Paul Shoemaker

A response from Derek Adlam

A bad experience early in life can leave an indelible mark on us. Mr Shoemaker seems to have been scarred for life by a bad clavichord with a thin, trembling sound barely audible above the clatter of ill-fitting keys.

It's true that there have always been bad clavichords around. A late 17th century writer complained about instruments where the listener hears more wood than wire, but consoles us by adding "they are good to burn when one wishes to cook fish".

A good clavichord on the other hand has a quiet action and a full, singing sound that responds to the player's hand like no other contemporary keyboard instrument. This is true for all types of clavichord from the earliest made near the beginning of the 15th century to the end of the 18th.

For my Haydn recording for Guild (GMCD 7260) I used a copy of a 1763 J. A. Hass clavichord made in my own workshop. This is a careful reproduction of a fine historical instrument. It makes no concessions to modern materials: the idea behind such a copy is to provide a present-day player with a "tool" exactly like those familiar to composers such as Haydn. And J. S. Bach and his sons would have known instruments very like this one. So no plastic bushings, no modern widgets, no "improvements": they're not needed. Nothing to get in the way of a player's search for the way to speak a composer's language -- finding the grammar, vocabulary, intonation and inflection of his voice.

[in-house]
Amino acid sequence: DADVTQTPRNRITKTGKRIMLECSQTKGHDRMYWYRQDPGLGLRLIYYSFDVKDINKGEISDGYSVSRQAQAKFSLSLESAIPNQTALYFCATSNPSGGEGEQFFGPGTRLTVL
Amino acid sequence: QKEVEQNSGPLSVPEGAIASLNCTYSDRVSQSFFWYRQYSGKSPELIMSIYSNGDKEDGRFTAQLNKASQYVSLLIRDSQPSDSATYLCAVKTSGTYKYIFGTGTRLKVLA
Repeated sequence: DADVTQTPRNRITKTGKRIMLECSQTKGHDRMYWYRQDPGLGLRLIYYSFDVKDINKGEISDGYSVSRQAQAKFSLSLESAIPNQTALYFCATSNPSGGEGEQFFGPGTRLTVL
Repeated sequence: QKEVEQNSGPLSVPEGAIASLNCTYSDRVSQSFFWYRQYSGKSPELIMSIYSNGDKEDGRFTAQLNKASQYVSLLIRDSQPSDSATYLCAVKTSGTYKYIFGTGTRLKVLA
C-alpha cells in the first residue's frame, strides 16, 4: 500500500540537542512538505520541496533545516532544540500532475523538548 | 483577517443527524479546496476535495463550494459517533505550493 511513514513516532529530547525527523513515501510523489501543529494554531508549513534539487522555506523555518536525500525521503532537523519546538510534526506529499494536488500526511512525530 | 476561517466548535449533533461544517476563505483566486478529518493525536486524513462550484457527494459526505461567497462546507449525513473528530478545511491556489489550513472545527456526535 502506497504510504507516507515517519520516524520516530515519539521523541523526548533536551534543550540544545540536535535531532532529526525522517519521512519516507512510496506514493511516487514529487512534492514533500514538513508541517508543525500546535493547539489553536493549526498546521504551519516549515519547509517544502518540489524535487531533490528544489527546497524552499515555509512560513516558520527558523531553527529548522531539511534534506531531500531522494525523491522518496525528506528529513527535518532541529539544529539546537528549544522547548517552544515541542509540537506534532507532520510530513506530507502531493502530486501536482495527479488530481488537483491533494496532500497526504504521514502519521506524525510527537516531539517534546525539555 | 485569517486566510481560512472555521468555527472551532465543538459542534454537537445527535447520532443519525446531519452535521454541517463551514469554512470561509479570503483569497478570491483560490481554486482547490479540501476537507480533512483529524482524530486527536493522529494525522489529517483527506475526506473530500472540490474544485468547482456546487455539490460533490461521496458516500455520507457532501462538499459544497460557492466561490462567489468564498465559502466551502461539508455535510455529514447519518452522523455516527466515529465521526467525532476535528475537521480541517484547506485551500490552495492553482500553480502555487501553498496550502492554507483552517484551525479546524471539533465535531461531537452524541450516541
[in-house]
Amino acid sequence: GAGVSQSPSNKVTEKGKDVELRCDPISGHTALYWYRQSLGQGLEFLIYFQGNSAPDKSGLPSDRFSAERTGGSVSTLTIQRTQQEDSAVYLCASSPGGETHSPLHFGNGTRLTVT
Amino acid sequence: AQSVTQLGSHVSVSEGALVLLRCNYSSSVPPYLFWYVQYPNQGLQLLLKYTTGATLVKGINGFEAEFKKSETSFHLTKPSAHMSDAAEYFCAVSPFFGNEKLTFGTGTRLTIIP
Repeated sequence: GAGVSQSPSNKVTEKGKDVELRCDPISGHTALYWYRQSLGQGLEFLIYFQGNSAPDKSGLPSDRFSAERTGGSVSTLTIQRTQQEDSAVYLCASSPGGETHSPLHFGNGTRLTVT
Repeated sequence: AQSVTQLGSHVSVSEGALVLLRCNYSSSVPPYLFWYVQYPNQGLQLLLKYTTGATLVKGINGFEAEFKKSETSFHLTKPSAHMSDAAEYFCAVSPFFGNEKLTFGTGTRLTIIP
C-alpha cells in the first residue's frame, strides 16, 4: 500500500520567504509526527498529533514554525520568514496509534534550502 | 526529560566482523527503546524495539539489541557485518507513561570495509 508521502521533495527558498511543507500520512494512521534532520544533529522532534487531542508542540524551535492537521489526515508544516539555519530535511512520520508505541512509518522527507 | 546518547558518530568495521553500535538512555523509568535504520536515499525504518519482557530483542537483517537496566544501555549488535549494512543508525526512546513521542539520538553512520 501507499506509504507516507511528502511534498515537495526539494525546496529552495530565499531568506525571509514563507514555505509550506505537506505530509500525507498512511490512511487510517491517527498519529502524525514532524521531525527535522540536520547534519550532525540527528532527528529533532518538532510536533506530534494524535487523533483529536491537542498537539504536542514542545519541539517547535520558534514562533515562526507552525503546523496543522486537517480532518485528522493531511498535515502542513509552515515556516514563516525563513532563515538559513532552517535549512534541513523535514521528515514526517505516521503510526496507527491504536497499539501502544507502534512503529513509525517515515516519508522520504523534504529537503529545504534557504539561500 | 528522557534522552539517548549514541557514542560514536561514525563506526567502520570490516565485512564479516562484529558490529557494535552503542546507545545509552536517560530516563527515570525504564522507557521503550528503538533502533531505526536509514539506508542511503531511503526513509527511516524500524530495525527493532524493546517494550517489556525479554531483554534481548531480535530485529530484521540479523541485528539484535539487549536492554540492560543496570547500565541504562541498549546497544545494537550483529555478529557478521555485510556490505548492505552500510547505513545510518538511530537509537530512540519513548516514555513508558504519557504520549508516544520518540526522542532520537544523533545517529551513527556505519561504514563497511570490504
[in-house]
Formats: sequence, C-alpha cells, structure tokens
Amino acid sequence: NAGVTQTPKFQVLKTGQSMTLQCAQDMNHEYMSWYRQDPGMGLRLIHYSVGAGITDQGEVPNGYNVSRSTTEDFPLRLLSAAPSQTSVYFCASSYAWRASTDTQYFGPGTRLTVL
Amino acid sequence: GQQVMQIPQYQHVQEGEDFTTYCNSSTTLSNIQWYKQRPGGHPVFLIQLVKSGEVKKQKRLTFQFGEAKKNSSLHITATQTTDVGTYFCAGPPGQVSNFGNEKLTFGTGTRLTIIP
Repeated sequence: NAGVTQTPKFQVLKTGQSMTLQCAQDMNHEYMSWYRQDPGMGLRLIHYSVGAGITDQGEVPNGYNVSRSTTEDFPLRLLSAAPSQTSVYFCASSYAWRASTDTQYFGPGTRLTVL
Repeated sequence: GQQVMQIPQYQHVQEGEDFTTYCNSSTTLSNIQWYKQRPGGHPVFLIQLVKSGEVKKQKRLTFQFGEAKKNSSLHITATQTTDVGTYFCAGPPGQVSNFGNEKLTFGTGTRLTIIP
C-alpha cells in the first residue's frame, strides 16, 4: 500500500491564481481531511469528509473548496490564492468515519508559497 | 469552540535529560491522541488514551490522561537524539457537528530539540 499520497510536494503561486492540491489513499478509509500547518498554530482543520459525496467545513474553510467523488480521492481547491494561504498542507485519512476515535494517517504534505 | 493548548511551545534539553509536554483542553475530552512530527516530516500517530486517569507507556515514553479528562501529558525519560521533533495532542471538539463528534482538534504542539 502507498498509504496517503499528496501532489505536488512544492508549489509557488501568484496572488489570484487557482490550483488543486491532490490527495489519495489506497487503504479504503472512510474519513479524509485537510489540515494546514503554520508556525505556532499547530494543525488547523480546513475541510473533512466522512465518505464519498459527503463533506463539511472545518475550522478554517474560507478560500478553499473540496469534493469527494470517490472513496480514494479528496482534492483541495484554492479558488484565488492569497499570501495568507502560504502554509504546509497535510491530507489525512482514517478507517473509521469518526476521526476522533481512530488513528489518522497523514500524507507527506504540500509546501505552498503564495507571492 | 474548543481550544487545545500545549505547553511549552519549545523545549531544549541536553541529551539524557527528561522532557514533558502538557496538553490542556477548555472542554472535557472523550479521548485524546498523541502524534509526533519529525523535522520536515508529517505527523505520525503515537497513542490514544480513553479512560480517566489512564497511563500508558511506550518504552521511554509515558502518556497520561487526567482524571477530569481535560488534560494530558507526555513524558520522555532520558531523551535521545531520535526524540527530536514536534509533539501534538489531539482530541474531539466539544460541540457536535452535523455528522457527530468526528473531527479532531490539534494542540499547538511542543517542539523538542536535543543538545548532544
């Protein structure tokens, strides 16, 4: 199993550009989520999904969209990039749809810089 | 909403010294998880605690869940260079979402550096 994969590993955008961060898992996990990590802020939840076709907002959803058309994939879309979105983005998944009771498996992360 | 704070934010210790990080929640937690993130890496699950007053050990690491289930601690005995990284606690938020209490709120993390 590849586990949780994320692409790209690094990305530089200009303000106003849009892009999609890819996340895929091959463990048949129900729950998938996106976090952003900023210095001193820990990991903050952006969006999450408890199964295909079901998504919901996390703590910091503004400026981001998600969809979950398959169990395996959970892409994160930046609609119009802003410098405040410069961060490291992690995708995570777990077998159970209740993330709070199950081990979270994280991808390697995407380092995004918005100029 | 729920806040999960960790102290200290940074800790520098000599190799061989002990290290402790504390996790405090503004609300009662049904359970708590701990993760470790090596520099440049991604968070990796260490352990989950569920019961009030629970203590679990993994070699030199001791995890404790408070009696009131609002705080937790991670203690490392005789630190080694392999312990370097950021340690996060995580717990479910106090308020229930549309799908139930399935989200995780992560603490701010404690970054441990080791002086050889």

In this and other good modern recordings of the clavichord there's no need for technical funny business -- no electronic tricks, no falsification, no lies. This is what fine clavichords actually sound like. Perhaps Mr Shoemaker should look at his own clavichord in the light of these comments and prepare to cook some fish? (But many thanks for the nice remarks about my playing on this disc. It's marvellous music.)

Derek Adlam, Welbeck, Nottinghamshire, U.K.